6. Rani Jhansi Marine National Park, Andaman and Nicobar Islands
Another National Marine Park located in Andaman and Nicobar Islands, Rani Jhansi Marine National Park covers a total area of 256.14 square kilometres. This marine park was established in 1996 and is spread in the three islands of Ritchie’s archipelago, which is a cluster of several small islands. The protected area offers a unique collection of flora and fauna. The park’s natural habitats include coral reefs, lowland evergreen rain forest, lagoons, beaches, semi-evergreen rain forest and mangrove forests where a population of fruit-eating bats also reside. The marine national park is home to a diverse species of crocodiles and dugong. At the three islands of Ritchie’s archipelago, viz. Outram, Henry Lawrence and John Lawrence Islands, you can also spot Daniel’s forest lizards, Andaman Island grass skink, leatherback turtles, green turtles, Andaman water monitor, Asian monitor lizard, Olive Ridley turtles, Hawksbill turtles, Narcondam Hornbill, Andaman teal, Grey teal and more. The park is strictly reserved for the preservation and improvement of wildlife and biodiversity. Here, activities such as urban development, forestry, poaching, hunting and grazing on cultivation are not permitted. Their boundaries are well marked and circumscribed.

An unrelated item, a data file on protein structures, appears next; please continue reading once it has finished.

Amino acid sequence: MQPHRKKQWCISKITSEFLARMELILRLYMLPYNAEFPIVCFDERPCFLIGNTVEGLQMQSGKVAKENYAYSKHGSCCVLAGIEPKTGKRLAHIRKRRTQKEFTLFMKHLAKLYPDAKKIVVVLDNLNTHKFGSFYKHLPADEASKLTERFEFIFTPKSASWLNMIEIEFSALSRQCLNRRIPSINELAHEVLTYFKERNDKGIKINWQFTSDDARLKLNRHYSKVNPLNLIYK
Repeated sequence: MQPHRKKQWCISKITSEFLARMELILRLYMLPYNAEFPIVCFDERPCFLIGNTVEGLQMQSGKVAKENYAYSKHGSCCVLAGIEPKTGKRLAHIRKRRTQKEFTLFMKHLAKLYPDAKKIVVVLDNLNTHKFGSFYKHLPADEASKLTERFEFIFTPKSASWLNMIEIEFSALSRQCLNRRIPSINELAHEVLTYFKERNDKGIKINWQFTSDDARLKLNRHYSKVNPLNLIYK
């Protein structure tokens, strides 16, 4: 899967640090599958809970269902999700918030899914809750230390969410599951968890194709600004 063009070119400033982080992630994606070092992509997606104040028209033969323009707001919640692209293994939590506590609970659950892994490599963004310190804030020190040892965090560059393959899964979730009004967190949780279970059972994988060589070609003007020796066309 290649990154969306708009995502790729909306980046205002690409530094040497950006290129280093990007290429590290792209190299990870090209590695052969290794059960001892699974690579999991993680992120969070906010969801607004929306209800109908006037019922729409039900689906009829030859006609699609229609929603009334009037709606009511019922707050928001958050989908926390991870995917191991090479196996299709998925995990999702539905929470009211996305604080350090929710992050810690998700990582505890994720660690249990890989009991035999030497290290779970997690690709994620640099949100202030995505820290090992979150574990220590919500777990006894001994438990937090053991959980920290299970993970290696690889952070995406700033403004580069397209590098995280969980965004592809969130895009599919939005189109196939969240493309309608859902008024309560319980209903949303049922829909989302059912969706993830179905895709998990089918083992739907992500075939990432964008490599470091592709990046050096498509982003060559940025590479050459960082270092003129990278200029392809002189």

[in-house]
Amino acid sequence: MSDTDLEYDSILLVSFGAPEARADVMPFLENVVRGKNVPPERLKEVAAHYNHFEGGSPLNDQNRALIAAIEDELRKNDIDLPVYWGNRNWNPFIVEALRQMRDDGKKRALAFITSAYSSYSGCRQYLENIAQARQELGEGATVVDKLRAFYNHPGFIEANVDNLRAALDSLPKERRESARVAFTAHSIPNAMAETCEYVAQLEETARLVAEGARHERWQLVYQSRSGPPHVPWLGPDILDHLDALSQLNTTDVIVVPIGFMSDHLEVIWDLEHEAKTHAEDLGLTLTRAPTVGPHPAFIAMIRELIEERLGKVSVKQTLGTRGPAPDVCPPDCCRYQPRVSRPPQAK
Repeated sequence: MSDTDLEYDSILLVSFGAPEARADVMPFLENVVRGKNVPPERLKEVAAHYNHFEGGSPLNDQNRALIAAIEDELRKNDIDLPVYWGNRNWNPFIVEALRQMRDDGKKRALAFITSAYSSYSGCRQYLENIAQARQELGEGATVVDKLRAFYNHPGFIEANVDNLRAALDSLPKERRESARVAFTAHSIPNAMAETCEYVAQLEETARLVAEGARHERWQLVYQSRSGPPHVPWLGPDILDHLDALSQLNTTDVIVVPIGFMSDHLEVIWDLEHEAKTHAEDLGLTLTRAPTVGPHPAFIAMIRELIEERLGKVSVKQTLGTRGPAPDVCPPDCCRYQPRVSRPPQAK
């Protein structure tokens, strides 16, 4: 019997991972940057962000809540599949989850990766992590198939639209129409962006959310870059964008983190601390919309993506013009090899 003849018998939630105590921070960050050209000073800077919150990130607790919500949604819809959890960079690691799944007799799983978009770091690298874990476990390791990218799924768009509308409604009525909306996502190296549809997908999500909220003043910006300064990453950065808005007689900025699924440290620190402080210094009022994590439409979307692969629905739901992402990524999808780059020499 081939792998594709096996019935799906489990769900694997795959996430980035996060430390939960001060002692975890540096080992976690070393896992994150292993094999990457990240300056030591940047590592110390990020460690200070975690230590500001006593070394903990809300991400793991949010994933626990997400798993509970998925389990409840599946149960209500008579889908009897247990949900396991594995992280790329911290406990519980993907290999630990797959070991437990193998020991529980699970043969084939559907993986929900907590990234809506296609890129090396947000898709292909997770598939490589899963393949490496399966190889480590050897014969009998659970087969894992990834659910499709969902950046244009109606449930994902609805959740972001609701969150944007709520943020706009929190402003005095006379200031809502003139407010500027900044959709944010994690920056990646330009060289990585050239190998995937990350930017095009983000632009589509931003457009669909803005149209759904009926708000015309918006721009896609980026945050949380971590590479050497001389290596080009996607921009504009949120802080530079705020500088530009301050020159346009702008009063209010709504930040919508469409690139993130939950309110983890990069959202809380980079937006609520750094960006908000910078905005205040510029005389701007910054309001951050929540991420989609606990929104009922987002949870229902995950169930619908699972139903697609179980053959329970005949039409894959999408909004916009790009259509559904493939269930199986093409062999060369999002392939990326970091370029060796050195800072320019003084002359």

Plan Your Next Trip In The Wild With These Marine National Parks
These national marine parks were set up to conserve marine biodiversity and also serve to propagate or develop the wildlife within its environment. Visit these marine national parks to learn more about different protected reserves and their breeding grounds of several aquatic animals. If you have visited any of these national parks let us know your experiences in the comments below.